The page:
Under these instructions, which have not been appealed, the jury could have made three findings in reaching its verdict: (1) that there were no constitutional violations; (2) if there were unconstitutional conditions, they were not caused by the deliberate or reckless conduct of the defendants; and (3) if there were unconstitutional violations, they were caused or substantially caused by the plaintiffs themselves. The jury could, of course, have reached all three conclusions. But the general verdict of no liability precludes further analysis. The district judge was not bound by the jury verdict in determining whether equitable relief should issue because there was no way to determine what common issues were decided by the jury.1
We turn now to the main issue of whether conditions at Walpole compelled a finding of cruel and unusual punishment either as to the institution or sections of it. We review the facts and all the reasonable inferences to be drawn from them in the light most favorable to the defendants. Hawkins v. Hall, 644 F.2d 914, 915 (1st Cir. 1981). And, "(f)indings of fact shall not be set aside unless clearly erroneous, and due regard shall be given to the opportunity of the trial court to judge of the credibility of the witness." Fed.R.Civ.P. 52(a).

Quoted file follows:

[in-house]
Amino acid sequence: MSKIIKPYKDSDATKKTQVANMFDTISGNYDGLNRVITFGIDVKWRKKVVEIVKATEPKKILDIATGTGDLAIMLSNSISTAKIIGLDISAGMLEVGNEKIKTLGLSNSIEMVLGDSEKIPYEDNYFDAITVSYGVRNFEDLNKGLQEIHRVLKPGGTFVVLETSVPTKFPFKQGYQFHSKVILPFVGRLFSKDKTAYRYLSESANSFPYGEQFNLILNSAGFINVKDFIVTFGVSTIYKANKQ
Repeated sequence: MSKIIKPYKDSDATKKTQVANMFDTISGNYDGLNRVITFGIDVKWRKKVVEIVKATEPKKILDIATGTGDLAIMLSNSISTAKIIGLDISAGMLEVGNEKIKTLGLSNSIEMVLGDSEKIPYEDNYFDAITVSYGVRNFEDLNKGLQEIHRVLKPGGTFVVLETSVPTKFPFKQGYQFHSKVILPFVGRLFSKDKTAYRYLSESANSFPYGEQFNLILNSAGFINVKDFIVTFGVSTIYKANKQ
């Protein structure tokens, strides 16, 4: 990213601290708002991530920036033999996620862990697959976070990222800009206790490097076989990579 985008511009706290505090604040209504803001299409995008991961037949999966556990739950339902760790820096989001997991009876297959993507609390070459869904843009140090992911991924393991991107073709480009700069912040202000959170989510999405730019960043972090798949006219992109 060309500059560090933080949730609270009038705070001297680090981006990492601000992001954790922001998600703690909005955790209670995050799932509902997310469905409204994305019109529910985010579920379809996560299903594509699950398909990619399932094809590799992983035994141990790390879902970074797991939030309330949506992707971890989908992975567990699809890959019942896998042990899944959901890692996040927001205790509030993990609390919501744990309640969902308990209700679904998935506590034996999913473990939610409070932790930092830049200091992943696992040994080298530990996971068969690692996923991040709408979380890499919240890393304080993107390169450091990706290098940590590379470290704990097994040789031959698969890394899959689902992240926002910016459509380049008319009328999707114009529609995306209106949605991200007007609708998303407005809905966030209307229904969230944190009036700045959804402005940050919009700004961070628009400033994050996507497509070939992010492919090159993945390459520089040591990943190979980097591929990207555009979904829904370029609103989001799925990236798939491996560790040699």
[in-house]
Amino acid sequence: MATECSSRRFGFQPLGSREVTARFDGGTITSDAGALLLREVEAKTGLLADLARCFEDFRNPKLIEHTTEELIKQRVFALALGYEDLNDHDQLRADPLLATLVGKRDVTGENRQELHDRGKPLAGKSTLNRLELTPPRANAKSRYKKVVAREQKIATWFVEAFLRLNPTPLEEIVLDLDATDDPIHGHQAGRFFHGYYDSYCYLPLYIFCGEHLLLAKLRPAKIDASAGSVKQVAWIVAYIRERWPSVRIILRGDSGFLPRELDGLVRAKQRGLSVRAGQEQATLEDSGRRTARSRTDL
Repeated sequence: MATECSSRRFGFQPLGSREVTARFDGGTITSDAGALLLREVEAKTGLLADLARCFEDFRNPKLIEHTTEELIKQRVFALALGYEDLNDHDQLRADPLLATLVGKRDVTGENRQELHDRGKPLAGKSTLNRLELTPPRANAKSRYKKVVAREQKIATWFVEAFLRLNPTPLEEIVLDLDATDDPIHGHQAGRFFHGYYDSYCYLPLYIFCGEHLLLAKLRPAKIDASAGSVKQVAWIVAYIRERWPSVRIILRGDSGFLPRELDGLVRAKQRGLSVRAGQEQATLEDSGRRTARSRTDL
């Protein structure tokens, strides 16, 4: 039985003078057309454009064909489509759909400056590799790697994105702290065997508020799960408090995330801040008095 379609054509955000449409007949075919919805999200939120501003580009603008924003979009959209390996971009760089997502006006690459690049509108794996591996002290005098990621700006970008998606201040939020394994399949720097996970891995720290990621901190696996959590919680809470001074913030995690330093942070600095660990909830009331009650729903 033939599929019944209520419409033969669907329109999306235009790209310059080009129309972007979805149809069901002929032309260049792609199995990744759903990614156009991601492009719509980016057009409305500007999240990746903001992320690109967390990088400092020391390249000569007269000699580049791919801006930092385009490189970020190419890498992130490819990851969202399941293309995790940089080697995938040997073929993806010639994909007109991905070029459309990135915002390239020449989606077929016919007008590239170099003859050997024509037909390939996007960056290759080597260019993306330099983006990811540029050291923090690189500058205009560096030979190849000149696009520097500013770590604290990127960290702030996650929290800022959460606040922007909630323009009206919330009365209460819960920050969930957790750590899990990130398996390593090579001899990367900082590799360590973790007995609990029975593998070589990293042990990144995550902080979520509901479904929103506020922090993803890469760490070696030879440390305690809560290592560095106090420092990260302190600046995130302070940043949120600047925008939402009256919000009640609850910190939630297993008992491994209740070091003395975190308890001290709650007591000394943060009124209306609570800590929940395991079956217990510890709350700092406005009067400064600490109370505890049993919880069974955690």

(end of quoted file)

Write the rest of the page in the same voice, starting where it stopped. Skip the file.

Even in a prison setting, there are no rigid standards as to what does and does not amount to cruel and unusual punishment. Penal measures must be evaluated against "broad and idealistic concepts of dignity, civilized standards, humanity and decency" and "the evolving standards of decency that mark the progress of a maturing society." Estelle v. Gamble, 429 U.S. 97, 102, 97 S.Ct. 285, 290, 50 L.Ed.2d 251 (1976), quoting Jackson v. Bishop, 404 F.2d 571, 579 (8th Cir. 1968), and Trop v. Dulles, 356 U.S. 86, 101, 78 S.Ct. 590, 598, 2 L.Ed.2d 630 (1958). In Hutto v. Finney, 437 U.S. 678, 685, 98 S.Ct. 2565, 2570, 57 L.Ed.2d 522 (1977), the Supreme Court held that the punishment must not be grossly disproportionate to the offense and must not offend society's evolving sense of decency. This circuit has applied these two benchmarks for determining whether prison conditions violated the eighth amendment in Hawkins v. Hall, 644 F.2d at 917, and Nadeau v. Helgemoe, 561 F.2d 411, 413 (1st Cir. 1977).
The gravamen of the complaint is that the unsanitary and filthy conditions of Walpole compounded by inadequate lighting, heating and ventilation, amount to cruel and unusual punishment. Plaintiffs' evidence depicted Walpole as a charnel house out of the middle ages. Although defendants did not suggest that the prison was a rose garden, their evidence was that, while there was definite room for improvement, conditions did not violate eighth amendment standards.
Before summarizing the evidence, it is necessary to describe the prison. Walpole is not an old facility compared to many state prisons. It was opened in 1955 with a capacity for 666 inmates. At the time of trial, there were 580 prisoners; the average population is about 600.